Wednesday, September 28, 2011

Crackle, Rustle, Happy Birthday

Crackle, crackle, crackle, crackle.


I moved.


Crackle, crackle, crackle, crackle.


I lifted my arm.


Rustle, rustle, rustle, rustle.


I shifted.


Crackle, rustle, rustle, crackle, crackle.


I opened my eyes.


I was covered in a few hundred little pieces of paper.
I lifted one up and looked at it. I squinted and read the tiny writing.


I love you.


I turned my head. He smiled and said, "I love you."


It was the spring of 1974 and the man I was living with but not living with not according to if you'd asked my parents, the man I would later marry and later divorce had covered me in hundreds of I love you's. It was one of the reasons I  loved him and one of the reasons he claimed a piece of my heart and one of the reasons he still has the key to that piece of my heart. It was one of the reasons that it is always worth loving, even when we change, even when we walk apart and away. It is one of the reasons that as we continue to become who we are, the people who have loved us or shared with us become even more important.


It is your birthday today Wingfield.
Close your eyes and imagine that I have sent a shower of hundreds of little pieces of paper floating down on you, some of them say, I love you and some of them say Thank you and some of them say, Happy Birthday and some of them simply crackle and rustle for the remembering and for the fun of the sound of it.

3 comments:

  1. "Happy Birthday to Bob!! And it was a nice reminder for me of the time I spent hours cutting out pics of G.Washington's head from newspapers advertising President's Day sales. I hid them all over/inside of Michael's stuff -- in his drawers, shoes, socks, pockets, briefcase, car, etc. It took months before he found them all. Not as romantic, perhaps, but still all about love..."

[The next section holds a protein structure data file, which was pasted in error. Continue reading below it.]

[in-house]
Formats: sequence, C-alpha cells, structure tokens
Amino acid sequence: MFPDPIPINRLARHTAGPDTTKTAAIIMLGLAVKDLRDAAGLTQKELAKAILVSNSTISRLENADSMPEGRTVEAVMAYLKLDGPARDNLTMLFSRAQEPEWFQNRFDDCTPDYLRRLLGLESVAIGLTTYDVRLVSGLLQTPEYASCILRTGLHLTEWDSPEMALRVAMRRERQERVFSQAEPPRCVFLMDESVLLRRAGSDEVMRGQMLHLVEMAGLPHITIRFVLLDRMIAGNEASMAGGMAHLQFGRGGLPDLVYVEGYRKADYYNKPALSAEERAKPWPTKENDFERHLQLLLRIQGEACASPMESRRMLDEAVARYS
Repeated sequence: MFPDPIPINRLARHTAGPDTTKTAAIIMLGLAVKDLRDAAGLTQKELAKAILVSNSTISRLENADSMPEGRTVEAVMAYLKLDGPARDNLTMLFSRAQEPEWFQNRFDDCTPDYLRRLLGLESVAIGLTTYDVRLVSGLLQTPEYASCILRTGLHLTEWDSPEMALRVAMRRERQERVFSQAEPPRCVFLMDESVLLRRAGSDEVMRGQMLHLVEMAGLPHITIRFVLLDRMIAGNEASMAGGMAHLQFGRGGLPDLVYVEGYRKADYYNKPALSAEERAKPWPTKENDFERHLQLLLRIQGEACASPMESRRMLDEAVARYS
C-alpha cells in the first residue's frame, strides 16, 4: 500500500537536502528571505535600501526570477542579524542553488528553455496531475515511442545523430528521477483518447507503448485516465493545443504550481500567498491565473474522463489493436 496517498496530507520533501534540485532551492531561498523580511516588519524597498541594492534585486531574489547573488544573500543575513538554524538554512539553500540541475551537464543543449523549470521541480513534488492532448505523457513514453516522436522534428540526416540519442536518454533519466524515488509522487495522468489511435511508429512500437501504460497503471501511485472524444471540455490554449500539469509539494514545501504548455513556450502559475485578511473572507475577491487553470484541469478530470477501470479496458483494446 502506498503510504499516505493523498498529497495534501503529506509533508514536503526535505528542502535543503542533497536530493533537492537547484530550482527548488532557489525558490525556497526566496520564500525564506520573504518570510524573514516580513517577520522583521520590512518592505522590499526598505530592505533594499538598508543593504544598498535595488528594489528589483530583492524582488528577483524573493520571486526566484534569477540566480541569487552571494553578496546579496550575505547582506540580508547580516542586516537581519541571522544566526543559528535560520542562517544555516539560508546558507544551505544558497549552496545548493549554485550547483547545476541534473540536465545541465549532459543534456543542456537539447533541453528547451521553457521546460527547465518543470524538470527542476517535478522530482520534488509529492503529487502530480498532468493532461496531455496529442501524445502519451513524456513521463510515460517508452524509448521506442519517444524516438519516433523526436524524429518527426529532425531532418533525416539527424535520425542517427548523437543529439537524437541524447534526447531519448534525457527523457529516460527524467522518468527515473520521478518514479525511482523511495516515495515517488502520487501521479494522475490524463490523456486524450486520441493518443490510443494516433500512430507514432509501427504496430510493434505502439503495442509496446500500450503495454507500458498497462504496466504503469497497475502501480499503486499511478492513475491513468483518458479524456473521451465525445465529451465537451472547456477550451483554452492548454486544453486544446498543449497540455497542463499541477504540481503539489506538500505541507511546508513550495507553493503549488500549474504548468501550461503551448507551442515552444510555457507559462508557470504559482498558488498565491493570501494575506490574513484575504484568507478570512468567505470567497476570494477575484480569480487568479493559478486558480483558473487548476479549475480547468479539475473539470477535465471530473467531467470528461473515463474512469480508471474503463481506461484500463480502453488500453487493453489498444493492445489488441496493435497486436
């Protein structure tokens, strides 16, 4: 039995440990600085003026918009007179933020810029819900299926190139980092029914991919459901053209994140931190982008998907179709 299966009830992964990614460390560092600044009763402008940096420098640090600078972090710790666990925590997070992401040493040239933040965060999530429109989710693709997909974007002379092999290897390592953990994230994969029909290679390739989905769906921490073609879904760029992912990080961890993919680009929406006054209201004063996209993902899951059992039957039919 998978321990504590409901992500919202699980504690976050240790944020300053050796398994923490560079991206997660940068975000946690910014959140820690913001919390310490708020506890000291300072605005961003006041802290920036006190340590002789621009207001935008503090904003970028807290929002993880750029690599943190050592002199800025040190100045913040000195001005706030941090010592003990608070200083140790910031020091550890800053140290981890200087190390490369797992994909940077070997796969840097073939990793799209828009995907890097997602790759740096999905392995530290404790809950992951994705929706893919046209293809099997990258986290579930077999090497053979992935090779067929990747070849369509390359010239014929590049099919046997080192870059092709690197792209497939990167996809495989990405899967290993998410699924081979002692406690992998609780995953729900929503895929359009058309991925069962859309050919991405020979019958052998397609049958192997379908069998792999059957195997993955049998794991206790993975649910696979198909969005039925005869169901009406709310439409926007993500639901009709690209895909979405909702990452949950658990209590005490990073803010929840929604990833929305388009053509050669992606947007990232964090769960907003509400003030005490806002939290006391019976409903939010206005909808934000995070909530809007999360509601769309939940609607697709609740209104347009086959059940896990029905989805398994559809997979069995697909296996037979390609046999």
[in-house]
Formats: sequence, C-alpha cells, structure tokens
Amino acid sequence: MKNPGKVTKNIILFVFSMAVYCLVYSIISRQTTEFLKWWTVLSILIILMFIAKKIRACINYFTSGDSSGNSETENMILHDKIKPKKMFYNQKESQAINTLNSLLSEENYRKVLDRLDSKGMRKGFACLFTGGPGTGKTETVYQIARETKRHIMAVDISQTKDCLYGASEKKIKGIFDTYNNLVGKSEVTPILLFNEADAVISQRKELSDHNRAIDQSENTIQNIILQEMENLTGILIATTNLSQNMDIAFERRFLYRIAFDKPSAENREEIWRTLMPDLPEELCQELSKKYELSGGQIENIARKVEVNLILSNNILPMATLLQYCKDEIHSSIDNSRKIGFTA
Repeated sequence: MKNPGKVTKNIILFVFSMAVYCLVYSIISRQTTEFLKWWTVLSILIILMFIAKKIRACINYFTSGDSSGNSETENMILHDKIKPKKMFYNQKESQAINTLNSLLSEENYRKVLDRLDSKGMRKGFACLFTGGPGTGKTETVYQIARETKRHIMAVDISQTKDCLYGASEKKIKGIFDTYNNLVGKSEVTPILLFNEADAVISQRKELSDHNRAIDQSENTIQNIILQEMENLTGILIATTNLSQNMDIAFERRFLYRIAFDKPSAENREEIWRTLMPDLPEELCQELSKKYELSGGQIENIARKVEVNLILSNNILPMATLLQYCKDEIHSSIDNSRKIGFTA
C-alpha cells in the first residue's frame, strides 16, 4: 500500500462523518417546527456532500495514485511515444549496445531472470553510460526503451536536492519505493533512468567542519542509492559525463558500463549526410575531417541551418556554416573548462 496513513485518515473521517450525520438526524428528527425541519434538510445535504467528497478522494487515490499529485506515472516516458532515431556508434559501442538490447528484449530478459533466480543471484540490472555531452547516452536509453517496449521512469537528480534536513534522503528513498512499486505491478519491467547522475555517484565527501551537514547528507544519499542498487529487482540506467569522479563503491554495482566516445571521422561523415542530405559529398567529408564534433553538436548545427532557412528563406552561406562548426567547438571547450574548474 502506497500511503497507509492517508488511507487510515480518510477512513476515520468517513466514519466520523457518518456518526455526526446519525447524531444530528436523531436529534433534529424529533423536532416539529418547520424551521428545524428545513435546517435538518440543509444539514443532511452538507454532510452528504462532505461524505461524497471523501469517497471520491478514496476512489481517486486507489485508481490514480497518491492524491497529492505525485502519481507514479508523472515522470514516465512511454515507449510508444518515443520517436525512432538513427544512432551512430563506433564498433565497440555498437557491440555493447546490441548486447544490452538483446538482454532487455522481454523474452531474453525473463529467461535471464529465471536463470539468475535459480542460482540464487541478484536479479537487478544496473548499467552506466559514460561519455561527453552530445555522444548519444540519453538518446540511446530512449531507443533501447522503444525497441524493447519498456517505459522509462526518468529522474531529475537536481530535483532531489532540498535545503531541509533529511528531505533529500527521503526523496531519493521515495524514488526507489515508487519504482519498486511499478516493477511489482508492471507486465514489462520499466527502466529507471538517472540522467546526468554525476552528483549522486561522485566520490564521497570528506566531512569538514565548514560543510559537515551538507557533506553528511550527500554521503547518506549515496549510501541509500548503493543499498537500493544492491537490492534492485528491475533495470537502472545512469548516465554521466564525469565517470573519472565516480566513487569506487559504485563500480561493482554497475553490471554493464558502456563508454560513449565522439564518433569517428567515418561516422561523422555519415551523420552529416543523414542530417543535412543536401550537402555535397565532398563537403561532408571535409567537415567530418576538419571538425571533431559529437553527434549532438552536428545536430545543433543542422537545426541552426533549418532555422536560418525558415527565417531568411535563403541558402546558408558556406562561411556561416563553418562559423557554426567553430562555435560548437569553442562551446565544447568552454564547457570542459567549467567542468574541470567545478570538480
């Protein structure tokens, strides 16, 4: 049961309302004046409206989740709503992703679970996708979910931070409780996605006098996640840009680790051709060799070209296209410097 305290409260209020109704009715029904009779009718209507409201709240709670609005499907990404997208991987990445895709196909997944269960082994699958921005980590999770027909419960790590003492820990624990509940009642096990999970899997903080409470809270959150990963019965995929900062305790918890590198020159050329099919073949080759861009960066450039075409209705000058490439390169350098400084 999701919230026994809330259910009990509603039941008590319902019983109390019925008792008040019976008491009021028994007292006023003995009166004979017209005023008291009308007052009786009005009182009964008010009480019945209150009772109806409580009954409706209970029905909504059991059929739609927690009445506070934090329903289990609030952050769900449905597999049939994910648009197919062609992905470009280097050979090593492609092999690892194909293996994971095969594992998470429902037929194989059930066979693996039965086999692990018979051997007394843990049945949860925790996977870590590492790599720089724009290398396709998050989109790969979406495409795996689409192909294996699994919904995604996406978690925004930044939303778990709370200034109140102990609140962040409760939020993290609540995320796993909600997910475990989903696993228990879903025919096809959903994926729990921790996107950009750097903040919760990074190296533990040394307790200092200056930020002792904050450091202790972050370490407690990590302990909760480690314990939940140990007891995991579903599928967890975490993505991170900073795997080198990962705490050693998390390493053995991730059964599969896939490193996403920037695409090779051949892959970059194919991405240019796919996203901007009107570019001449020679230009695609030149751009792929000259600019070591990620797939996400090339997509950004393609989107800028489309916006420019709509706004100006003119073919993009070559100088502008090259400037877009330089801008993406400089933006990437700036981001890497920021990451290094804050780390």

And much love to you!
    Dee

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  2. What a wonderful love letter to a truly remakable man! Thank you so much for sharing it with me. One day I hope to learn to love the way you do, unconditionally and with all of your heart.

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  3. Believe this. . . it was the fall of the same year . . . 1974 when my sister put hundreds upon hundreds of little notes waded up like spit balls in everything I packed for college. How comforting it was to find them spilling out from places for months on end. I love my sister and I love Lucie.

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